Lia Clay: I started reading TAR Magazine when I was 17 years old. A person that I had a rather romantic pen pal relationship with used to send me it from New York. As many teenagers finding their way into the spectrum of other artists and photographers, Ryan McGinley was god. Part of Ryan’s initial series “Everybody Knows This Is Nowhere” was in the first issue. I remember associating with the types of models he used — often with androgynous features. As someone struggling with gender identity, this new found rebellion against conservative body standards that I was taught growing up with in the South was sort of a revelation. In the spring of 2009, Tar released a cover with Kate Moss by Damien Hirst. It was a photograph of Kate with half of her face, revealing the muscles and tendons underneath her skin. It went along with this article that stated something like “Kate Moss is Never Going To Die.” It was a satirical piece on how Kate had an underground laboratory that was keeping her young forever. It was my last few months before I graduated high school, and immortalized the feeling of being young in the time right before I left home for college. It’s been almost a decade since I first started reading Tar, and even though I am looking forward more and more to growing older, I will forever remember the feeling that magazine gave me as a teenager.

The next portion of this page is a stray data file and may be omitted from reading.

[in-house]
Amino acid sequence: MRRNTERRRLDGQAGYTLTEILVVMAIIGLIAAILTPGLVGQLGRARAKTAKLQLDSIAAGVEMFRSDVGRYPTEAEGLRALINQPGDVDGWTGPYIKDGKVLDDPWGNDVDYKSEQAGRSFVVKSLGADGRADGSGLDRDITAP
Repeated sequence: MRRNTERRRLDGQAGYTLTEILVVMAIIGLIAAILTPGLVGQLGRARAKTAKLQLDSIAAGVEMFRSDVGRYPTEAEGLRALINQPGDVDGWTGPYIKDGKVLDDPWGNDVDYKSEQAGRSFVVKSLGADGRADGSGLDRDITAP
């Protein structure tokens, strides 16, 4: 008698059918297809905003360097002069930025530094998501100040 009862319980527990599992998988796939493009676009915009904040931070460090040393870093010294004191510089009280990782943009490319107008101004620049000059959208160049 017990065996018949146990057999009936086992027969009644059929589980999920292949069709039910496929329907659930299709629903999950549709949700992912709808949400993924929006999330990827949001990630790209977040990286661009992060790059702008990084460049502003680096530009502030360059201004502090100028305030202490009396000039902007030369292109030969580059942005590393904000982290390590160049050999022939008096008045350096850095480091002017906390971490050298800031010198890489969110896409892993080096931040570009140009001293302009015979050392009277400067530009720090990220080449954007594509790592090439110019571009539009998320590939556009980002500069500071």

SPD: What year?
SPD: What were you up to?
LC: I was a teenager, wrestling with the ideas of gender, sexuality, and leaving home.
SPD: What magazine?
LC: Tar Magazine
SPD: What was it that so enthralled you?
LC: There was a resonance of youth that I was drawn to. It really epitomized a lot of the things I was feeling, and gave me an association to something outside of what I grew up with. Growing up, I always felt out of place. I was grasping on to everything I could to help me find a sense of attachment to another world where I could start to understand myself.
SPD: Do you know now who the creatives were?
LC: Evanly Schindler + Maurizio Marchiori
SPD: How does that inform your creative now?
LC: It was definitely a beginning. To be honest, I’m not entirely sure. There’s representations of things I did when I was taking pictures at 17 because it’s where I began to grow artistically, but I think over the past decade, my work has changed so much that maybe it’s best as something to be nostalgic about, rather than inform what I do now. As much as I gravitated towards those images because it was similar to my body type, which ironically was categorized as ‘different’ from growing up in North Carolina, it also glorified an idealized version of youth and representation that is something we are trying to change now.